91.4 F
Tuesday, September 21, 2021

Businesses cheer promise of power grid fixes, but have questions

Leaders of hotel and restaurant sectors will press government for details

Latest headlines

The great Kukulkán prepares for his descent, but no one will be there to see him

As was the case during the last spring equinox, Chichén Itzá closed for three days as a precaution against the spread of COVID-19.

Yucatán kicks-off rabies vaccination campaign for cats and dogs

This week marks the beginning of Yucatán's rabies vaccination program for cats and dogs

House permits for foreigners — How to buy a house in México

Any foreigner can obtain direct ownership of a property in the interior of the country, they just need a permit from the Foreigner Affair's Office. However, under Mexican law, foreigners cannot directly own property within the restricted zone.

Bars, cantinas, and sports centers to re-open in Yucatán

Mérida’s bars and cantinas will be allowed to operate once again, but only at 50% capacity. Photo: Carlos Rosado van der...
Yucatán Magazine
Sign up to get our top headlines delivered to your inbox twice a week.
File photo

Leaders of the local business sector celebrated Saturday’s presidential announcement of a new power plant on the Yucatan Peninsula.

But they also asked for details, questioning the financial viability of the promise. President Andres Manuel Lopez Obrador, touring Merida, made the surprise announcement in the wake of several large-scale blackouts here.

AMLO also guaranteed an ample supply of natural gas to the region. That would keep energy plants at capacity, as well as supply factories and some new homes with a relatively economical power source. The business community will hold him to that promise, said Yucatan’s president of the Mexican Association of Hotels, Héctor Navarrete Medina.

Natural gas will most likely flow through Mayakan gas pipeline, which will allow the region to be integrated into the National Gas Pipeline System.

The region depends on a trio of power plants; a new one hasn’t been built in 30 years, said Lopez Obrador. A thermoelectric power plant would be ideal for the industrial sector, said Navarrete Medina.

“Of course, thermoelectric would be incredible for us. We could have a lot more energy and we would be completely independent on the subject. If we become independent, the blackouts are over,” said Navarrete Medina.

He described the private sector as feeling “hopeful.”

The leader of the restaurant guild, Alejandra Pacheco Montero, said that the announcements indicate that the demands of the business sector were heard. 

Pacheco Montero also echoed the demand that the business community be part of a dialog on the project so that “they are not counterproductive.” The state’s investments in solar and wind energy should not be forgotten, she said.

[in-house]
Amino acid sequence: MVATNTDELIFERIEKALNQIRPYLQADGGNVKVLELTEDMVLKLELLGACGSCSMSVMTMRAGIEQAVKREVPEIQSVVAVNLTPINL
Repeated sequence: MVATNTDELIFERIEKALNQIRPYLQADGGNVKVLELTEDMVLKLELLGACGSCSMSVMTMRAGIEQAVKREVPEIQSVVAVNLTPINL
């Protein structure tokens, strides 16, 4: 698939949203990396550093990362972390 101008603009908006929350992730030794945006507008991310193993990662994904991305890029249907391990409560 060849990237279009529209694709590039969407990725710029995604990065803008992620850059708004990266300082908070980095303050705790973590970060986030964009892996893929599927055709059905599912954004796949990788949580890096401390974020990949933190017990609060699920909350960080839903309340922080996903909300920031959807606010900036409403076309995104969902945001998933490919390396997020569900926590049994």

Both business leaders said they will press the government for more information.

“We will continue insisting; the sooner the realization [of the projects] is possible, the better the benefits on economic and social issues. Do not forget that 80 percent of companies in Yucatan are small and medium. Strengthening them implies strengthening the economic and social part of the citizenship,” said Pacheco Montero.

Source: La Jornada Maya

- Advertisement -
- Advertisement -

More articles

The small but beautiful ancient city of Chicanná

Chicanná gets its name from its most famous building, the House of the Serpent Mouth.

Yucatán curfew: Vehicle restrictions almost at the end of the road

A road curfew that kept non-emergency vehicles off the road after 11 p.m. will end Monday, Oct. 4.

Yucatán faces resistance as COVID spread continues

A "World Wide Rally for Freedom" was held on the Paseo de Montejo to protest pandemic-related restrictions. Photo: Diario de Yucatán

Guns N’ Roses cancels Mérida concert, vows to return in 2022

Guns N' Roses won't be in Mérida in 2021 after all. Los Angeles rockers Guns N' Roses...

Cholul — The small pueblo named after water wood in Northern Mérida

Although it has largely grown in popularity for newcomers, Cholul still retains its town designation as well as most of its traditions and customs.

Yucatán loosens curfew and eases limits on restaurant hours

Yucatán is easing its pandemic curfew, allowing drivers on the road at night between Sunday and Wednesday.

The best breakfasts in Yucatán

Breakfast time in Yucatán is full of delicious options, from the spicy to the sweet and savory.

Yucatán still struggles as COVID cases decline nationally

Mexico's health undersecretary has declared the country's coronavirus crisis on the wane, but Yucatán is lagging by...

Mexico will vaccinate one million children at severe risk of COVID-19

There is an important limitation since the only vaccine authorized for emergency use in children under 18 is Pfizer’s.

Shorebirds in the Yucatán: endangered travelers

18% of the total bird population in Yucatán is in danger of extinction as a result of habitat loss, the introduction of invasive and predatory species, overfishing, and the climate crisis.